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Don’t Stop The Music: Carnival Is Over But Brazil’s Samba Will Carry On

Brazil‘s annual carnival, which is one of the biggest in the world, ended this week. However, samba which is the soundtrack to the Brazilian event, will continue to played throughout the country in different formats for the rest of the year. As reported by

“Samba is typically heard on U.S. cable news exactly once a year as ambient audio in the background of coverage of the yearly Carnival celebrations in big Brazilian cities like Rio, Sao Paulo, Bahia and Recife. The stock news footage usually involves outlandish floats created by the large competitive samba schools — spectacles involving thousands of dancers in costume, as well as hundreds of drummers and musicians. At the big Rio competition, the schools perform in front of a massive audience — tickets to the Sambadrome can cost over $1,000 — and vie for honors in many different categories like best song, etc.

“That’s the tourist version of samba, and it only represents a small slice of an incredible thriving music culture. There’s a parallel samba universe that goes on all year long, on neighborhood streets and small clubs and little kiosks by the beach. This goes by various names — samba de roda (samba wheel) is the most common term, but it’s also known as “samba popular” or “roots samba.” It involves as few as five or six musicians, sitting around facing each other at what looks like a conference room table, playing cherished samba hits from years past as well as original compositions. The audience stands surrounding the table, often completely encircling the musicians. If you see a random cluster of people and hear drumming, there’s usually samba going on. Nobody is standing still, however; the throngs are usually dancing and singing along. In the Sambadrome, you simply watch; on the street, there’s no show biz. Everyday people expect to participate.”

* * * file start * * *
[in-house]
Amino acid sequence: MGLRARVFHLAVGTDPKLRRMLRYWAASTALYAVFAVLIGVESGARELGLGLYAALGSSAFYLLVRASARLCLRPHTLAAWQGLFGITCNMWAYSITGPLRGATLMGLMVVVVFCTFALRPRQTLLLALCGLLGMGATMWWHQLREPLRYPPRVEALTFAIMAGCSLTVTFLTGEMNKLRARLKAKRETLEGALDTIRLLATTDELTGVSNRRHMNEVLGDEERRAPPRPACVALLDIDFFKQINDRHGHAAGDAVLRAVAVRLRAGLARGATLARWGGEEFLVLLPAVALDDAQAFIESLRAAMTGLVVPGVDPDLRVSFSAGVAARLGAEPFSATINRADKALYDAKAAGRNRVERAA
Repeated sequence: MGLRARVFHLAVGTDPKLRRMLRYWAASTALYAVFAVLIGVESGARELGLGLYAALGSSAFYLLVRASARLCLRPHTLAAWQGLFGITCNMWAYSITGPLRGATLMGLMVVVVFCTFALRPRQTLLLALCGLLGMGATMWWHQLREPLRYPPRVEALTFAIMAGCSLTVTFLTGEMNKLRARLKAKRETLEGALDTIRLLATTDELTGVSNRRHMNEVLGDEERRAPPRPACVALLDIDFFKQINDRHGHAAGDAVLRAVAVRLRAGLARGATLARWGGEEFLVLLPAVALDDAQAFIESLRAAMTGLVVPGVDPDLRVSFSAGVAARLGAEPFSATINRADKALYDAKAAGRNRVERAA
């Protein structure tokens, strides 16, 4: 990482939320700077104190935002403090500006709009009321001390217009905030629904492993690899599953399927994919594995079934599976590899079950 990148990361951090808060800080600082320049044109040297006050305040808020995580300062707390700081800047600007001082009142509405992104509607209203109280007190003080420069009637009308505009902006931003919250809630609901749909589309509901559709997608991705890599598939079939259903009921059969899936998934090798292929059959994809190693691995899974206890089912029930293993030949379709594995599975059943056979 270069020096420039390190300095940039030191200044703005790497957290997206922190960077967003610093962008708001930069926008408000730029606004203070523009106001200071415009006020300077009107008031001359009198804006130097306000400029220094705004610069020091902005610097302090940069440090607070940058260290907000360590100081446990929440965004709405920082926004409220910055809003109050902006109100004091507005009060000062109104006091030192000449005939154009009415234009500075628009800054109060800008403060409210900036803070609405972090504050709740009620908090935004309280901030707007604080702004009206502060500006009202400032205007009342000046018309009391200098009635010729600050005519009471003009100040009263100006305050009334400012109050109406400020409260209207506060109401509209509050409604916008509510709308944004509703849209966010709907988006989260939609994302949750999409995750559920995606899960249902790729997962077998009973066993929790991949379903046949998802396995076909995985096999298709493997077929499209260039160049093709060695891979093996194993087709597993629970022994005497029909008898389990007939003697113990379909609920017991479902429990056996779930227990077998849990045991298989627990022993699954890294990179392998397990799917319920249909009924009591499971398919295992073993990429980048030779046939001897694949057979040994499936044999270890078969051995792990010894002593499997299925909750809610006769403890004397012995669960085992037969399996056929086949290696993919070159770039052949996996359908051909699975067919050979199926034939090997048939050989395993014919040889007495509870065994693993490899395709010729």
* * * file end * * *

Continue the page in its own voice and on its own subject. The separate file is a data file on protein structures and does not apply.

“Roots samba” and these samba schools are a better representation of the cultural music scene in Brazil. Not only does it differ in the general format, but Roots samba also tends to vary in tempo and is accepted among a range of age groups.

As also reported by

“One of the most incredible things about samba is how it really does transcend age — one drummer told me “We get samba in the womb here” and you can tell. At some of the samba de roda events I caught, there were young people dancing with grandmothers, toddlers on their father’s shoulders, etc. It’s not uncommon to see very young drummers standing in the circle, contributing and learning at the same time.”

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